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Pouring watercolors can help you loosen up your paintings and create livelier backgrounds. Watercolor artist Ryan Fox demonstrates the technique in 5 easy-to-follow steps.
Rather than box you in, outlining a shape can open up a world of new edges, colors, and textures. Watermedia artist Carla O'Connor shows you how.
Sometimes it's the little things that make all the difference. Find out what one simple trick encouraged this watercolor artist to develop a life-changing painting habit and stick with it.
Popular instructors like American Watercolor Weekly Advisor Mario Robinson do all they can to make sure you get the most from their watercolor workshops. Here, Mario shares four things you can do to help yourself. Don't sign up for your next class before you read this!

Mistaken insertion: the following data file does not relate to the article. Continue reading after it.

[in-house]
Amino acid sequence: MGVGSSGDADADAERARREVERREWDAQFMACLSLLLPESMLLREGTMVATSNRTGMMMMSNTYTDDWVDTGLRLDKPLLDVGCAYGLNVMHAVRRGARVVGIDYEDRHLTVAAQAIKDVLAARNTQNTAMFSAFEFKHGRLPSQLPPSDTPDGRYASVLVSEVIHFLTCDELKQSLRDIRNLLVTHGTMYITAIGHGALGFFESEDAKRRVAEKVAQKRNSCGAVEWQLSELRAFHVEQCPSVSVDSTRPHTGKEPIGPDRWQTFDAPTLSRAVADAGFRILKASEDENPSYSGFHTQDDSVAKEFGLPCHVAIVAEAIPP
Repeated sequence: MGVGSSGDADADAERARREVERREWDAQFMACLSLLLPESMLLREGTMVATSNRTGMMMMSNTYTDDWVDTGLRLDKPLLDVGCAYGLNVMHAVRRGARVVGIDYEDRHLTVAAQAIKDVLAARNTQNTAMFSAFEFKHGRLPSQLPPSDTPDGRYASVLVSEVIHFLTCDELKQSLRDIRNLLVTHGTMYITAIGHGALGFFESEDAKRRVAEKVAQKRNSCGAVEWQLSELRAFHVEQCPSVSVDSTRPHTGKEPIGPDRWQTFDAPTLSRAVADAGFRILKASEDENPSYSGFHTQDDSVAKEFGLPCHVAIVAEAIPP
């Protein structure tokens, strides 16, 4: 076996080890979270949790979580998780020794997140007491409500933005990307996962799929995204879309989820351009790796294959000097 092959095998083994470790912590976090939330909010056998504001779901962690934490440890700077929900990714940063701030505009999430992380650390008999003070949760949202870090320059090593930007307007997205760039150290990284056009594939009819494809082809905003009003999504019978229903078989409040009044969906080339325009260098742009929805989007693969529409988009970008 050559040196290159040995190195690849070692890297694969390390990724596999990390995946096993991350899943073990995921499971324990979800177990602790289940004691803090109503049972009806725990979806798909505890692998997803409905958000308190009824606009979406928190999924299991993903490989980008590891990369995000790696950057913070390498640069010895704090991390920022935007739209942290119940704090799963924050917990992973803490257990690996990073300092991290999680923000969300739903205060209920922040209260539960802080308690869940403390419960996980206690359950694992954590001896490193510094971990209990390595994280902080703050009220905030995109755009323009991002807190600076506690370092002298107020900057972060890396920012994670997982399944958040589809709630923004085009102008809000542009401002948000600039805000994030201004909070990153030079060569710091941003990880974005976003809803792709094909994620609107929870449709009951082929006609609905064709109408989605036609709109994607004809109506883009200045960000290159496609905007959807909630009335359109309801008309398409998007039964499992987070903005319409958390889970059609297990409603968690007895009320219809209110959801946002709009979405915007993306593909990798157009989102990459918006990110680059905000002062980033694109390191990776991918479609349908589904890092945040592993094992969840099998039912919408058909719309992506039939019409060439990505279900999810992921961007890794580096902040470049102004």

For far too many museums, watercolor paintings represent only a small fraction of their collections or seldom see the light of day. Explore the riches of one museum whose mission is to collect watercolors and other works on paper from 19th century masters, such as Winslow Homer, John Singer Sargent, and Edward Hopper; to contemporary greats, such as Joseph Raffael, Carolyn Brady, and Janet Fish.
Meet Kim Minichiello, this week's top American Watercolor Weekly Ambassador! Kim Minichiello is an internationally recognized, award-winning artist whose career in art and design has spanned more than 30 years. As a designer for Walt Disney Imagineering, she designed shops, restaurants,...
Color harmony, carefully planned values, and connected forms work together to make a strong statement in Ian Ramsay's watercolor paintings. Follow along as he demonstrates his process in five simple steps.
How do you create the illusion of snow in transparent watercolor? Sandra L. Strohschein shows you how to make the most of the white of your paper and use light, shadow, and reflected color to your best advantage.
Known for his large-scale watercolor paintings of New York City's iconic bridges, this American Watercolor Weekly Advisor shares his secret for creating long straight lines.
What started for watercolor artist Barbara Tapp as a 31-day challenge to paint more turned into a once-in-a-lifetime series, capturing a moment in time for a California neighborhood undergoing immense change.